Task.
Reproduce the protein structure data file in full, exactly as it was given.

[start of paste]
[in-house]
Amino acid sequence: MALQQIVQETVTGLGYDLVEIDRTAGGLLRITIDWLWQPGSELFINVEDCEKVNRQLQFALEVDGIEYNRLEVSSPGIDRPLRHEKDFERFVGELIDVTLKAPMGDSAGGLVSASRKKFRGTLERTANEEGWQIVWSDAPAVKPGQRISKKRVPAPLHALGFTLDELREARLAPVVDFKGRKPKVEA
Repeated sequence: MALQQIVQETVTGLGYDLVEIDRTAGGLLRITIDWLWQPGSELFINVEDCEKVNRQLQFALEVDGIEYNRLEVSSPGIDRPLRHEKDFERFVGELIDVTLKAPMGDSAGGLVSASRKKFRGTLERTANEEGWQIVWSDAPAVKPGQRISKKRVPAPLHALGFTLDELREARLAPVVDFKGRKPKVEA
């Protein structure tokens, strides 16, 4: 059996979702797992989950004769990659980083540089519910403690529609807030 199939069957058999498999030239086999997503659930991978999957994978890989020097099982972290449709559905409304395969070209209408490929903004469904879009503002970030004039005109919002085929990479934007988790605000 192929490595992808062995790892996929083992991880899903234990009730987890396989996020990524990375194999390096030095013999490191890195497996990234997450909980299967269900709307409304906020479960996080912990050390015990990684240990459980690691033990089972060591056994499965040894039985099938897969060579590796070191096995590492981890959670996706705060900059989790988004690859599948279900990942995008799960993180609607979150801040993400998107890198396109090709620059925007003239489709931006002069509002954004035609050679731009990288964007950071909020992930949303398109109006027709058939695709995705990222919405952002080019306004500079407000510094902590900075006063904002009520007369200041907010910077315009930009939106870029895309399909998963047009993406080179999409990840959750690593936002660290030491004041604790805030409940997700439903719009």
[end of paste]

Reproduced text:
[in-house]
Amino acid sequence: MALQQIVQETVTGLGYDLVEIDRTAGGLLRITIDWLWQPGSELFINVEDCEKVNRQLQFALEVDGIEYNRLEVSSPGIDRPLRHEKDFERFVGELIDVTLKAPMGDSAGGLVSASRKKFRGTLERTANEEGWQIVWSDAPAVKPGQRISKKRVPAPLHALGFTLDELREARLAPVVDFKGRKPKVEA
Repeated sequence: MALQQIVQETVTGLGYDLVEIDRTAGGLLRITIDWLWQPGSELFINVEDCEKVNRQLQFALEVDGIEYNRLEVSSPGIDRPLRHEKDFERFVGELIDVTLKAPMGDSAGGLVSASRKKFRGTLERTANEEGWQIVWSDAPAVKPGQRISKKRVPAPLHALGFTLDELREARLAPVVDFKGRKPKVEA
């Protein structure tokens, strides 16, 4: 059996979702797992989950004769990659980083540089519910403690529609807030 199939069957058999498999030239086999997503659930991978999957994978890989020097099982972290449709559905409304395969070209209408490929903004469904879009503002970030004039005109919002085929990479934007988790605000 192929490595992808062995790892996929083992991880899903234990009730987890396989996020990524990375194999390096030095013999490191890195497996990234997450909980299967269900709307409304906020479960996080912990050390015990990684240990459980690691033990089972060591056994499965040894039985099938897969060579590796070191096995590492981890959670996706705060900059989790988004690859599948279900990942995008799960993180609607979150801040993400998107890198396109090709620059925007003239489709931006002069509002954004035609050679731009990288964007950071909020992930949303398109109006027709058939695709995705990222919405952002080019306004500079407000510094902590900075006063904002009520007369200041907010910077315009930009939106870029895309399909998963047009993406080179999409990840959750690593936002660290030491004041604790805030409940997700439903719009």